Book Review: Chomp
From Nancy Gilson, The Columbus Dispatch's children's book expert, comes this review of a new Carl Hiaasen novel!
Chomp (Knopf, 290 pages, $16.99, age 10 and older) by Carl Hiaasen
Carl Hiaasen can blend outrageous characters, action-packed plots, humor and a passion for the environment in novels that grab hold of youngsters as well as adults.
His new novel for young readers, Chomp, follows in the wake of Hoot, Flush and Scat, his three previous, Florida-set adventures.
The anti-hero of this one is Derek Badger, a Steve Irwin-style star of the reality show Expedition Survival! Badger is a complete fraud and an even bigger fool.
His production team brings him to the southern Florida home of animal wrangler Mickey Cray and his son, Wahoo (named for the tuna). They preside over a haven for snakes, raccoons, turtles, monkeys and a big old alligator named Alice, who - inadvertently, the boy said - took off one of Wahoo's thumbs.
Badger is to star in an episode whose climax will be a tussle with Alice. The shoot goes so well that Badger demands that the next show be shot in the Everglades with truly wild creatures, and with Mickey and Wahoo along as experts. The father and son wouldn't put up with such nonsense, but they need the money - the mortgage is overdue.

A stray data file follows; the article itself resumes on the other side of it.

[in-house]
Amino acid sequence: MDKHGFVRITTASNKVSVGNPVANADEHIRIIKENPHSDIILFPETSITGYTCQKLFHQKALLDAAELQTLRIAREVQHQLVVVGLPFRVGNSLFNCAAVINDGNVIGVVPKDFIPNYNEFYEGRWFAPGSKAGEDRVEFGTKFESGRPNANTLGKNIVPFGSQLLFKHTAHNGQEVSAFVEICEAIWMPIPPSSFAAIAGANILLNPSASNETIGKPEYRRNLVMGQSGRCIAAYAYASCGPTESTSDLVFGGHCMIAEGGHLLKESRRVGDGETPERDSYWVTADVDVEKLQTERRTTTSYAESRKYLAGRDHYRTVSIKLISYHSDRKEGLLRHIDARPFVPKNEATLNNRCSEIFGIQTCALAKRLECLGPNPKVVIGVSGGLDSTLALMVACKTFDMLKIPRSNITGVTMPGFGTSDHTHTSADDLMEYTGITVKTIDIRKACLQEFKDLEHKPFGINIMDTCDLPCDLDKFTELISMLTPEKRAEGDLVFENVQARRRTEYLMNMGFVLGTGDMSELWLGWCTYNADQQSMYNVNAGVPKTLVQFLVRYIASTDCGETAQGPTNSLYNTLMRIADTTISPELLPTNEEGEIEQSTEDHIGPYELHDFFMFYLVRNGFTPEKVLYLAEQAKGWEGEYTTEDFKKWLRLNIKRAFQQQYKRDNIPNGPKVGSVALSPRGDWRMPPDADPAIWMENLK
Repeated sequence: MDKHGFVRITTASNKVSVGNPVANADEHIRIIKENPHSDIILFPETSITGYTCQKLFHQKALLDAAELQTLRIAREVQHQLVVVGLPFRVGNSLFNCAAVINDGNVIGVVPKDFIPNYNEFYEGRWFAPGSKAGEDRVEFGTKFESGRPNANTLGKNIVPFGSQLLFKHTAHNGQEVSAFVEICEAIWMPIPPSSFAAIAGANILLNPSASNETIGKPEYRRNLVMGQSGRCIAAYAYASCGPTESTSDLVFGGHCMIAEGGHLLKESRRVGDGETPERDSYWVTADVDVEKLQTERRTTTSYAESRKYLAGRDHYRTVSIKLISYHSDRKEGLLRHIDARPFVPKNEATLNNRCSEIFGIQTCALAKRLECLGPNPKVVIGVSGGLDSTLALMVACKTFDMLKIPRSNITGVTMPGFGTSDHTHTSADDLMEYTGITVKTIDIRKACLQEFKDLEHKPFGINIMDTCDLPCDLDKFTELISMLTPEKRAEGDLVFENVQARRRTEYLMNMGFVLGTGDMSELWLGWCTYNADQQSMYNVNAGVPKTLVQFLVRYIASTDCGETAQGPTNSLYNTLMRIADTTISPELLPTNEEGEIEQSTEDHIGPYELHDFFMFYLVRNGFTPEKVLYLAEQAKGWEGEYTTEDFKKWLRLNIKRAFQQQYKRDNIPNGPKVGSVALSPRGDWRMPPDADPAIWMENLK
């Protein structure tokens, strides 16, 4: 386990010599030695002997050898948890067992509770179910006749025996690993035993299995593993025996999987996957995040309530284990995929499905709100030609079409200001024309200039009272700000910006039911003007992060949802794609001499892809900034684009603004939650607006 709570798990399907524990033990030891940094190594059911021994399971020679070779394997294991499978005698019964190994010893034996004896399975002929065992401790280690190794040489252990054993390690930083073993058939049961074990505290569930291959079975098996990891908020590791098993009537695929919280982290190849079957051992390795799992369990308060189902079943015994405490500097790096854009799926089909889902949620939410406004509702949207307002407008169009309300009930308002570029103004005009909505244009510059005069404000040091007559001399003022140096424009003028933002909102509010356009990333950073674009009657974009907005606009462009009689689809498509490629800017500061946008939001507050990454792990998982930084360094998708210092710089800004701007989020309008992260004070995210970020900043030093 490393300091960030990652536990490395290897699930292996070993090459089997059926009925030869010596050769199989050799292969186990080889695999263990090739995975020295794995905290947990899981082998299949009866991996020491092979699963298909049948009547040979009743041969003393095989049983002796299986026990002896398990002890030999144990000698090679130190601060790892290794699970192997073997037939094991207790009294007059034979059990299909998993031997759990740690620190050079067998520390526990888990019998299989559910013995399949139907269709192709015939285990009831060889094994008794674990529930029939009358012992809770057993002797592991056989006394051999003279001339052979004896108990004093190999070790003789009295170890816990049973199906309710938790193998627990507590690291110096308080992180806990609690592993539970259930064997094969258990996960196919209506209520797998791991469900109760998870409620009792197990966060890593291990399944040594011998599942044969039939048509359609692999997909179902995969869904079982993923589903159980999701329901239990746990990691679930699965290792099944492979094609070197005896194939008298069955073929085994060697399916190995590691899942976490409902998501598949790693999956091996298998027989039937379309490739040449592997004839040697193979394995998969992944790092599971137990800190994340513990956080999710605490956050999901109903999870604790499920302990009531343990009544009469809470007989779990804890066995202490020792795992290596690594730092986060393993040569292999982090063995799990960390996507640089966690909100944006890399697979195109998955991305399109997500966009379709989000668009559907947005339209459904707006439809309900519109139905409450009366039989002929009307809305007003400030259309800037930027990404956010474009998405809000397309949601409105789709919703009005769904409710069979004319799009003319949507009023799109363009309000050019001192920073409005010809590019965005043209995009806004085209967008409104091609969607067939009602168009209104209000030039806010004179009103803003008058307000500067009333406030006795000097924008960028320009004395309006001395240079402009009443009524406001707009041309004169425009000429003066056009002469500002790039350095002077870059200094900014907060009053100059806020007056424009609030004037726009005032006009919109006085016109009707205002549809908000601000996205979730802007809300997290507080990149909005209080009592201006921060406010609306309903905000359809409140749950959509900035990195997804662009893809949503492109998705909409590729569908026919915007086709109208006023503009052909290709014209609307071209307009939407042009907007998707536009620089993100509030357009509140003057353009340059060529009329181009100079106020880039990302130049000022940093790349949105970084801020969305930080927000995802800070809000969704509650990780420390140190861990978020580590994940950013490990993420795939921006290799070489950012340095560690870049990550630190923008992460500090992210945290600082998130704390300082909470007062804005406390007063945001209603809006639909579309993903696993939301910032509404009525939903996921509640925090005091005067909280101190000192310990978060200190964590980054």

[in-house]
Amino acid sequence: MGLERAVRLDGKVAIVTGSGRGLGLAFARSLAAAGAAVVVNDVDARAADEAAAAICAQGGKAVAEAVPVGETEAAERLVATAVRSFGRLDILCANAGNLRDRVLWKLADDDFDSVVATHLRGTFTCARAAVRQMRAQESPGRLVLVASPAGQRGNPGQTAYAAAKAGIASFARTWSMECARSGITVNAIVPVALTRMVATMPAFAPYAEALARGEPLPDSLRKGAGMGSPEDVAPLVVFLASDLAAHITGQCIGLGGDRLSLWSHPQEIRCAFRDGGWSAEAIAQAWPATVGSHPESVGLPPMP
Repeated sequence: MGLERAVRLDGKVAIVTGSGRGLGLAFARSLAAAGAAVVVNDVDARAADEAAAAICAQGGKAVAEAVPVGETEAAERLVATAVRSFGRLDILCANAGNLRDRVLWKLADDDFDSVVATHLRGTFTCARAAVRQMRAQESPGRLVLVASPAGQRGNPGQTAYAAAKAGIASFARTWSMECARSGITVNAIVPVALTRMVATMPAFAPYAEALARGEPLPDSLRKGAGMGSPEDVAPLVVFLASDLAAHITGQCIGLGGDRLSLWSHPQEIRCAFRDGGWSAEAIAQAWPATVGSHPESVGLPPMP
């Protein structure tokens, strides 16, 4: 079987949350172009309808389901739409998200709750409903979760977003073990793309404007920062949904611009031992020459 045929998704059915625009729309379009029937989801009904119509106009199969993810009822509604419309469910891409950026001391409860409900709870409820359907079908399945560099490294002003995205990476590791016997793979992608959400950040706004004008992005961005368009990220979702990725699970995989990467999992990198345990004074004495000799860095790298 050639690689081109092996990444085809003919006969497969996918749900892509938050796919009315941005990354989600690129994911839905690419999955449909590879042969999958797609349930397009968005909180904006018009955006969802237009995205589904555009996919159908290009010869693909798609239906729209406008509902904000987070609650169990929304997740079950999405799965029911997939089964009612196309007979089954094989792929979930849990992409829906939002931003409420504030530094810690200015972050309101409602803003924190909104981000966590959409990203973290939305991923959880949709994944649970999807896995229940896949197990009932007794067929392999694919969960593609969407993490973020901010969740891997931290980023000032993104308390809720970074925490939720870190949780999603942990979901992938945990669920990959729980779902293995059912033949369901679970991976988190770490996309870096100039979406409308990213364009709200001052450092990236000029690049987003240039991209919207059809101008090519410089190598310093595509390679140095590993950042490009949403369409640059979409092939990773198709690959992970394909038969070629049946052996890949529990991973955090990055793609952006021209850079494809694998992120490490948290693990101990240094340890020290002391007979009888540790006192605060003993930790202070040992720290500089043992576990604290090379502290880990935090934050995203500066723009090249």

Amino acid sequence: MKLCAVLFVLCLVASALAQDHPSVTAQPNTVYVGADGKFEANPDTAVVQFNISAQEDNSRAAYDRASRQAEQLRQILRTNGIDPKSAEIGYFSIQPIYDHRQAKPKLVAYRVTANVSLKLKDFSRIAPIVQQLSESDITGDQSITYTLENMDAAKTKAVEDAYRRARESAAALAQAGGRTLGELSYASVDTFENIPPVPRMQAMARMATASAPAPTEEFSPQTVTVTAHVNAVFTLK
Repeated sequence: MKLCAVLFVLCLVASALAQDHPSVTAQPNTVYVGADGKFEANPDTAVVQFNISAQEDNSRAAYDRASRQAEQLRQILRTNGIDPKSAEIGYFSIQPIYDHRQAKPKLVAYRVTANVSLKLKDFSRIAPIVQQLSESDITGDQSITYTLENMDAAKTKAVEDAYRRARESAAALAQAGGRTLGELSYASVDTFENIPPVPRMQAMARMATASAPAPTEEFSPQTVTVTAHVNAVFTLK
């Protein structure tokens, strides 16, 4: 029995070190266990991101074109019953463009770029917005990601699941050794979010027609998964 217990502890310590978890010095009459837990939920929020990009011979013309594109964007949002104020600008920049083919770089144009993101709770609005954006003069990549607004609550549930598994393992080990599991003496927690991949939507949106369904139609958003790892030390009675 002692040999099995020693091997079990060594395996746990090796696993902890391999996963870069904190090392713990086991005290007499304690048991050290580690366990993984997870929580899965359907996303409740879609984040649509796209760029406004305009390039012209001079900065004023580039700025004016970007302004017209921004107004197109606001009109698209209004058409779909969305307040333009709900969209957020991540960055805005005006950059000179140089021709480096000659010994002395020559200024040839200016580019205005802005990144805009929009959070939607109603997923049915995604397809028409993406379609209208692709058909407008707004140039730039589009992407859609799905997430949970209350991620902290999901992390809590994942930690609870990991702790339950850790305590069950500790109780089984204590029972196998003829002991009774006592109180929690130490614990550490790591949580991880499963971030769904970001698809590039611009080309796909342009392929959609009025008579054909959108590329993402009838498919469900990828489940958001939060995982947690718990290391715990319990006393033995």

Into sawgrass and swamp go the production team (Badger will be flown in by helicopter daily from his Miami hotel) and the Crays, as well as a school friend of Wahoo's, who is also named for a fish - Tuna. She's on the run from her drunken father, who hits her.
The theme of childhood abuse is handled seriously while Hiaasen's concerns for wildlife and the environment emerge almost subliminally in his wild plot. On location at the Cray home, Badger whispers the script as cameras roll: "Today I'm crawling through the most remote, untouched and dangerous stretch of the Everglades, following the trail of an enormous wild python - and look! There she is!"
But Beulah, the python, had been fed a couple of microwave chickens and really just wants to take a nap. Or, as Hiaasen writes of Badger's encounter: "It was like wrestling a 14-foot noodle."
Adventure ramps up in the Everglades with unscripted events: Badger tries to eat a live bat and is bitten in return, fleeing into the swamp. Tuna's gun-toting father takes Mickey hostage on an airboat and on the trail of his daughter who, with Wahoo, is tracking Badger. A storm erupts.
The voice of sanity in all this is Wahoo, a shy kid who navigates the action with common sense and humanity toward all, except nincompoop Badger, surely one of the funniest and thickest villains Hiaasen has yet created.